that can be employed.
6.5.11 Nonprobability or Non Random Sampling
Nonprobability sampling or nonrandom sampling is not based on the
theory of probability. This sampling does not provide a chance of selection
to each population element.
Advantages: The only merits of this type of sampling are simplicity,
convenience and low cost.
Disadvantages: The demerits are it does not ensure a selection chance to
each population unit. The selection probability sample may not be a
representative one. The selection probability is unknown. It suffers from
sampling bias which will distort results.
The reasons for usage of this sampling are when there is no other feasible
alternative due to nonavailability of a list of population, when the study does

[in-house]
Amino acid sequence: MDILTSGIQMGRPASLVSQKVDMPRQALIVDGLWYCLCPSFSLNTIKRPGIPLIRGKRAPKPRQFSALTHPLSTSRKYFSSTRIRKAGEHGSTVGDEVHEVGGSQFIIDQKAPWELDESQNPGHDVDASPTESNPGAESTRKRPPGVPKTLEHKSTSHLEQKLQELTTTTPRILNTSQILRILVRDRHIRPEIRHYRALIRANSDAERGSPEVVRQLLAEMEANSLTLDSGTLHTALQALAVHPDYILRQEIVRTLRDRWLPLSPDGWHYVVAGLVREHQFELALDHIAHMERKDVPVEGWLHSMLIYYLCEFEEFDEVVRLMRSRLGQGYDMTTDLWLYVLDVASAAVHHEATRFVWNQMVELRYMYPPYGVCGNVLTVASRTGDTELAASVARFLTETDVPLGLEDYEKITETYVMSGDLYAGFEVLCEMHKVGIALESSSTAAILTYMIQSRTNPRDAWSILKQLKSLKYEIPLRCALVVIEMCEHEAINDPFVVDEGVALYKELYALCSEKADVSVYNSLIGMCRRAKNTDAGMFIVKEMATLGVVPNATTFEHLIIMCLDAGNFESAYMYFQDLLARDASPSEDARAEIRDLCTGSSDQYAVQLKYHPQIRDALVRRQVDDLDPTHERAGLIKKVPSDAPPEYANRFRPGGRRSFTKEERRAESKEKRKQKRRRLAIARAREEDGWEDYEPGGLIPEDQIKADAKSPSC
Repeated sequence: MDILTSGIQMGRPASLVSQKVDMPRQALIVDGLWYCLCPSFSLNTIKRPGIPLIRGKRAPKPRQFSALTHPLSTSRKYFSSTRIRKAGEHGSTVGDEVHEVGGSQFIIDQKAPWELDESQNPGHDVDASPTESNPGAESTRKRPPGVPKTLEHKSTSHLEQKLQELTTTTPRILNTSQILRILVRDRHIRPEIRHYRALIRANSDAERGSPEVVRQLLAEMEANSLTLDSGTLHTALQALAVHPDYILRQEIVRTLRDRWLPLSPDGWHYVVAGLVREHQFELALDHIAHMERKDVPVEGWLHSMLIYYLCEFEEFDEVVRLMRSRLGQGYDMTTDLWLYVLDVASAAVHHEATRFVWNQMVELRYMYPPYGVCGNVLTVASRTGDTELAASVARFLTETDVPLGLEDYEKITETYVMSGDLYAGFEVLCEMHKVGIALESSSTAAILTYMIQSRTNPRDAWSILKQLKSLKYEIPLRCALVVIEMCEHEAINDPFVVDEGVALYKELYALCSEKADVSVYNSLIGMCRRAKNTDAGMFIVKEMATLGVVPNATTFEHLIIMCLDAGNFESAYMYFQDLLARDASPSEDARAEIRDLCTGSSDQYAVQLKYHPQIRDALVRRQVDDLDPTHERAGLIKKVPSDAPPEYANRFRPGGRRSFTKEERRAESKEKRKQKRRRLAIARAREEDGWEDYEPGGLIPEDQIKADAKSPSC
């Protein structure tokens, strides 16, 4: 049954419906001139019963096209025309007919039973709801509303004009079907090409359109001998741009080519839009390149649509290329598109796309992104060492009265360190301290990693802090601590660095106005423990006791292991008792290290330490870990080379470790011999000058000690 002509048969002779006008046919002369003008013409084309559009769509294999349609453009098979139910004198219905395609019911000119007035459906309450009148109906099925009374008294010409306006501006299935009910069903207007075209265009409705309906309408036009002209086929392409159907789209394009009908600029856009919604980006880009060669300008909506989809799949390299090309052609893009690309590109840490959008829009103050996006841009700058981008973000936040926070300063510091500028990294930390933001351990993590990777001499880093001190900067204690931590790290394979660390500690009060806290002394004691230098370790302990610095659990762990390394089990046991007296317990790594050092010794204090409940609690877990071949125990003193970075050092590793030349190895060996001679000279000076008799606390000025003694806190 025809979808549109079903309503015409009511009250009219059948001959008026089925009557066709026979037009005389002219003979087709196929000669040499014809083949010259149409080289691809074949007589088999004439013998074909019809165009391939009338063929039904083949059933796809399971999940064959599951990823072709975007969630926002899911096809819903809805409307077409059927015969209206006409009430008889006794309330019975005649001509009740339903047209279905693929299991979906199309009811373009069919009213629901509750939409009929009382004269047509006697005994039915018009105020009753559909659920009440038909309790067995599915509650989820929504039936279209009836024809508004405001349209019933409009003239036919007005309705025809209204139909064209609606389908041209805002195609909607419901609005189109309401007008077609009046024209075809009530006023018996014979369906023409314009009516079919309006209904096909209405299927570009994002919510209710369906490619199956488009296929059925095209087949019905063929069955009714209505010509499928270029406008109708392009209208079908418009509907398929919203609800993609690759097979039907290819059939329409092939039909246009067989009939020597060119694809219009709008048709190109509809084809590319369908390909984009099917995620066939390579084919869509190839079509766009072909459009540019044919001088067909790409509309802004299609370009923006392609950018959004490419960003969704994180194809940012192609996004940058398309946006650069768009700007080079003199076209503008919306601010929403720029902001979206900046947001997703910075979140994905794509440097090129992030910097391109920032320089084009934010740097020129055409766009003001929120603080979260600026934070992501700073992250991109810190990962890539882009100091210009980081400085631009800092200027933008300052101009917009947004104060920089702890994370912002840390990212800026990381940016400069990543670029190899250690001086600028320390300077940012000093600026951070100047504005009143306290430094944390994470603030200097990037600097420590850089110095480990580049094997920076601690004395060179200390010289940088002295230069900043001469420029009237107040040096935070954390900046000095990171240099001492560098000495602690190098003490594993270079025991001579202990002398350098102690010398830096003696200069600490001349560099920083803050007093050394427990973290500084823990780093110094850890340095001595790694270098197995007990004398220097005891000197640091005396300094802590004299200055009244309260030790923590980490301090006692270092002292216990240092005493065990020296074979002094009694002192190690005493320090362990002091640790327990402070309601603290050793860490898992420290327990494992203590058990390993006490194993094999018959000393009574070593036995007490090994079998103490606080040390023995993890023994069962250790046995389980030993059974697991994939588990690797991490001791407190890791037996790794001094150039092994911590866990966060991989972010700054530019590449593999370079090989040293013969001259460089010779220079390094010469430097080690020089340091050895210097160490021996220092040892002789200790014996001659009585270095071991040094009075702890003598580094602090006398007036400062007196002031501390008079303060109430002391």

not aim at generalizing the findings to the population, when the costs
required for probability sampling may be too large, when probability
sampling required more time, but the time constraints and the time limit for
completing the study do not permit it. It may be classified into: Sikkim Manipal University Page No. 80 Research Methodology Unit 6 6.5.12 Convenience or Accidental Sampling
It means selecting sample units in a just ‘hit and miss’ fashion E.g.,
interviewing people whom we happen to meet. This sampling also means
selecting whatever sampling units are conveniently available, e.g., a teacher
may select students in his class. This method is also known as accidental
sampling because the respondents whom the researcher meets accidentally
are included in the sample.
Suitability: Though this type of sampling has no status, it may be used for
simple purposes such as testing ideas or gaining ideas or rough impression